Republican lawmakers talk new pension bill


FRANKFORT, Ky. (WTVQ)- After the long-awaited public pension reform bill was filed Tuesday night, republican lawmakers are sharing more details now on how they say it will prop up the system that currently faces a close to $40 billion funding shortfall.

Republican leadership in both the house and senate took questions Wednesday morning shedding a little light on the new pension bill.

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“It would be easy to do what has been done for years and that is to ignore what we need to do and but at some point in time you’ve got to put a stake in the ground and say that we’re not going to do it anymore and that we”re going to start making, honoring the commitment we made to fund these things and yes it’s going to be difficult. It’s the reason that it hasn’t been done before,” said House Speaker Pro Tempore David Osborne.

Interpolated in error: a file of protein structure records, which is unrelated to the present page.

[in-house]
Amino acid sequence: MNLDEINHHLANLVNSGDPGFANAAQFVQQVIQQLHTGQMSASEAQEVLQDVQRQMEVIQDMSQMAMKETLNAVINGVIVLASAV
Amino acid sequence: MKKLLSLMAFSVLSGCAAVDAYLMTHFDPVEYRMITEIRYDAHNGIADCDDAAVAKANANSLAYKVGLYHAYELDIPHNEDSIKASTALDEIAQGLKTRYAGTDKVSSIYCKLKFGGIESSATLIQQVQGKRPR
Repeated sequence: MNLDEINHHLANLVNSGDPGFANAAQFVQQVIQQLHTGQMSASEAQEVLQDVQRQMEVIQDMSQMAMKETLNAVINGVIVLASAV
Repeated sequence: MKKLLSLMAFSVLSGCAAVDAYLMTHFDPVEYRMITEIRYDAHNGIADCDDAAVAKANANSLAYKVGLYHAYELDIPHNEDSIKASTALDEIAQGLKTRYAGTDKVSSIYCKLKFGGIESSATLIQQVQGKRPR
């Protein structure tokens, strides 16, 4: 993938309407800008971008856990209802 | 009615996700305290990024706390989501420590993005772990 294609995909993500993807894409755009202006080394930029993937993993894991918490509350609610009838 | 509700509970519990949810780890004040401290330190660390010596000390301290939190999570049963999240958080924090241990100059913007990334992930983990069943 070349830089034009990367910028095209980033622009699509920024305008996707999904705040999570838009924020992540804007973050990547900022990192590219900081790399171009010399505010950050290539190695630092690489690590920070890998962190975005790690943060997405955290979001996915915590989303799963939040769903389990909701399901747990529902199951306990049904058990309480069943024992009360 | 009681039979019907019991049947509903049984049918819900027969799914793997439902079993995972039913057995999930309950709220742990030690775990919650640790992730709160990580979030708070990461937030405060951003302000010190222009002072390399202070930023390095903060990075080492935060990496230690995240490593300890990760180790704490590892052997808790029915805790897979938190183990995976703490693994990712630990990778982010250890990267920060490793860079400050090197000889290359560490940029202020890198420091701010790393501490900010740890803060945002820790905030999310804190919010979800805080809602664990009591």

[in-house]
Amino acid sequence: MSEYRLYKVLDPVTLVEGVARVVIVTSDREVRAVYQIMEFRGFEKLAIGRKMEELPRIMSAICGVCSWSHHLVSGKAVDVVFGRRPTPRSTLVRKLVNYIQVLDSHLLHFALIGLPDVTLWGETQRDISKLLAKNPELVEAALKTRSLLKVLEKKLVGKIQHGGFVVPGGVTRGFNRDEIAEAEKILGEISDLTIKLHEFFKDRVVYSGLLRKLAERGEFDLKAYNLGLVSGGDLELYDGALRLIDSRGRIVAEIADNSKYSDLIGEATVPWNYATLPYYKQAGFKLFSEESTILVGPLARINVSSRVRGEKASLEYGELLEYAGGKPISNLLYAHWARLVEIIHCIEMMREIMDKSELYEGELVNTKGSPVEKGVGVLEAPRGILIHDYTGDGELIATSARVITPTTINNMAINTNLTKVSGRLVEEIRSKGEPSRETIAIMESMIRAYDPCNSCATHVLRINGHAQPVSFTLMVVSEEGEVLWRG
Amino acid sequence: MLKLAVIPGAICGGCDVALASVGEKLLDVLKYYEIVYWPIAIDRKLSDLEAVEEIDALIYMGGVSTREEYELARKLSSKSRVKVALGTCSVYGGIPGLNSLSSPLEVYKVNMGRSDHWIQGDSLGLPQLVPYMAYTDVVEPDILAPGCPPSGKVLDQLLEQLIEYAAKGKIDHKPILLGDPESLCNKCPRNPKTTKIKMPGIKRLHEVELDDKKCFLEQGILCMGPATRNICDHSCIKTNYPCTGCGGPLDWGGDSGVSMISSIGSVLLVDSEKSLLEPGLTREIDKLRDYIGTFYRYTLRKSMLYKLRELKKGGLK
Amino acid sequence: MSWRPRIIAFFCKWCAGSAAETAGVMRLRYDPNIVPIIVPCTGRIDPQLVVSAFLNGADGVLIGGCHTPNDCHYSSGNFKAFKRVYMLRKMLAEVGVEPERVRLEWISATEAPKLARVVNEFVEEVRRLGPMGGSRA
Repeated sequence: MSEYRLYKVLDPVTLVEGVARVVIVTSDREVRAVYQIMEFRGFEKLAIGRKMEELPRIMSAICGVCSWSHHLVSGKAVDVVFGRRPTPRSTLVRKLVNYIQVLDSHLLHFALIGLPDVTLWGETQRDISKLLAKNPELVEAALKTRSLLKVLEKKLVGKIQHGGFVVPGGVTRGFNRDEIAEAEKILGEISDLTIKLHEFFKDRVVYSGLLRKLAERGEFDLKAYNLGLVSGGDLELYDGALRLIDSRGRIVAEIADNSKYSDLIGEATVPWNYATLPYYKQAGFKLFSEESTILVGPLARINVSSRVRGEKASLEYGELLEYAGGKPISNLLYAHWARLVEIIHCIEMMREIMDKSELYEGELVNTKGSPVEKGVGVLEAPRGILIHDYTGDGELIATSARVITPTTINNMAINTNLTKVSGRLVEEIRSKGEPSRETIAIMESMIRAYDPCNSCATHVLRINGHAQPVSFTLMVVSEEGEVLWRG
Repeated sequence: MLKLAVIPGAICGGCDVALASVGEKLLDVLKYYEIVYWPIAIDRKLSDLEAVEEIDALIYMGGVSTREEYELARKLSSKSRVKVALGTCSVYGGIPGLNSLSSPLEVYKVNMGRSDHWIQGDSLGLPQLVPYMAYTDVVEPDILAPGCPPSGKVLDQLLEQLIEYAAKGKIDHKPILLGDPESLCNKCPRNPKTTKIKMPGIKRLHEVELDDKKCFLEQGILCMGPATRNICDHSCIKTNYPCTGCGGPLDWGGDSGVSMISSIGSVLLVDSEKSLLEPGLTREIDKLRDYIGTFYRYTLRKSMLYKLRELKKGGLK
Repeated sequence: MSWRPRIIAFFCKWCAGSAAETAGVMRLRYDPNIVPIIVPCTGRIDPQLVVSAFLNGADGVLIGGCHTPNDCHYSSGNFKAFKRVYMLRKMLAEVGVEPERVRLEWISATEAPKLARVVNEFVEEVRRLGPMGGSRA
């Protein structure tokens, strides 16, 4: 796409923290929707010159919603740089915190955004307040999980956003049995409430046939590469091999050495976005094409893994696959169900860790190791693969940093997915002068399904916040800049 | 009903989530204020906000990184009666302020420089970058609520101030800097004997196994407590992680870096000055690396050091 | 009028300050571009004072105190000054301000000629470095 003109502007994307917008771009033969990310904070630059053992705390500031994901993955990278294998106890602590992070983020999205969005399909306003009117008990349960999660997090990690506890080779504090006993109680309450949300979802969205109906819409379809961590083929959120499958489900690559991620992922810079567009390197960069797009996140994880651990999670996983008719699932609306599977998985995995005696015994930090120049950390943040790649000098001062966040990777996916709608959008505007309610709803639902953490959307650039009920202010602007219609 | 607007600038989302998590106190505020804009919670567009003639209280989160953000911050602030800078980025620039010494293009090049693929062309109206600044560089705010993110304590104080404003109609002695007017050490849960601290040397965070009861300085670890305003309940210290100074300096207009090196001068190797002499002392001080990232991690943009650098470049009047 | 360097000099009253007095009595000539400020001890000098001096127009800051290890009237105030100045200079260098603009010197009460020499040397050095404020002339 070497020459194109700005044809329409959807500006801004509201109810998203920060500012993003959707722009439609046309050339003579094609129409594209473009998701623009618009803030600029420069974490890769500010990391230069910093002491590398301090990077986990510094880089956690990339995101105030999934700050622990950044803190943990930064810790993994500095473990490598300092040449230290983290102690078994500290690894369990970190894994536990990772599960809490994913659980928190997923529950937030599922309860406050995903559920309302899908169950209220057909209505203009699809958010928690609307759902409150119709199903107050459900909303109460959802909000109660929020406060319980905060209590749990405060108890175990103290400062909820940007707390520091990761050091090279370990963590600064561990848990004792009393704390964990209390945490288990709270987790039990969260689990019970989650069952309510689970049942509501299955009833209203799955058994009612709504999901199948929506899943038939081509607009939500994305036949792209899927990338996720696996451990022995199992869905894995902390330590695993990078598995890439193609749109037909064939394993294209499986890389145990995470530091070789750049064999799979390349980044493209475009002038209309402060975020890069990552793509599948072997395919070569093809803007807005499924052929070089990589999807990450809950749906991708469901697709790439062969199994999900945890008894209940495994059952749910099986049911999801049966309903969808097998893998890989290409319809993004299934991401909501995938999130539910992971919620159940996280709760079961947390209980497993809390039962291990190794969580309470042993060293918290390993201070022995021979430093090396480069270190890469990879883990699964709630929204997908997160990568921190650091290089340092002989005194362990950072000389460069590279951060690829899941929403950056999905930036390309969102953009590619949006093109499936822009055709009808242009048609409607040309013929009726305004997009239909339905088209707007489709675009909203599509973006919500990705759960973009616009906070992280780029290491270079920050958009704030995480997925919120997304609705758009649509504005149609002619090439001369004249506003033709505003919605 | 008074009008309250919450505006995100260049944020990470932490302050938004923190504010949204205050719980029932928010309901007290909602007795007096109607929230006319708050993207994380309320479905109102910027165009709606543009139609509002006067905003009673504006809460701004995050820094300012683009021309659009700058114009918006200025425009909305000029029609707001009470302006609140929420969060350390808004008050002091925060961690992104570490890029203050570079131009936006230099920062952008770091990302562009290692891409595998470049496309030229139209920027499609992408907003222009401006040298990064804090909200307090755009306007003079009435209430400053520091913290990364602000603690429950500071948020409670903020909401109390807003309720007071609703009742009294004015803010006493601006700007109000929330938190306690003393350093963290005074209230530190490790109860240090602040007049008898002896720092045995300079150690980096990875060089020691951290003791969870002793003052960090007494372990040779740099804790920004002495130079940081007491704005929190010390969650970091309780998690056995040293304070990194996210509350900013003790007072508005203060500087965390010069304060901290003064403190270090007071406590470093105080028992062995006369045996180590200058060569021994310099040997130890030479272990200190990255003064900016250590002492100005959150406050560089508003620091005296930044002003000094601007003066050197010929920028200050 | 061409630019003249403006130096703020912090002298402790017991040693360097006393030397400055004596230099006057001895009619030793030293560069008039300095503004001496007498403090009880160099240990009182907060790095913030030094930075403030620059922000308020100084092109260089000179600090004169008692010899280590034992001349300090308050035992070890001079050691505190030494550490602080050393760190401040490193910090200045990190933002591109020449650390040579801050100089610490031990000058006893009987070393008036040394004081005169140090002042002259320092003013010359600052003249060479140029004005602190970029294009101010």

Speaker Pro Tem Osborne along with Senate President Robert Stivers and Senator Joe Bowen say their new pension bill will do what’s necessary to mend Kentucky’s ailing public pension system.

Among many things, the bill would require teachers work longer to get enhanced benefits and would cut in half the amount of money retired teacher’s get for rising inflation over the next decade.

Decisions lawmakers say are needed.

“I can’t imagine there being a lot of push back on this. We’ve made, I don’t want to call them concessions because they’re just sound, sound decisions that we made. They’re fiscally responsible decisions. So they’re not concessions but they’re the right decisions,” said Sen. Joe Bowen, R-Owensboro.

Lawmakers say they don’t expect too many changes to the bill and will continue to release more details in the coming days.

“It will be in the public domain. So it will be seen as it starts through our process on the senate and as it goes through the house process,” said Senate President Stivers.

For a closer look at the specifics of this bill and how it could affect you head to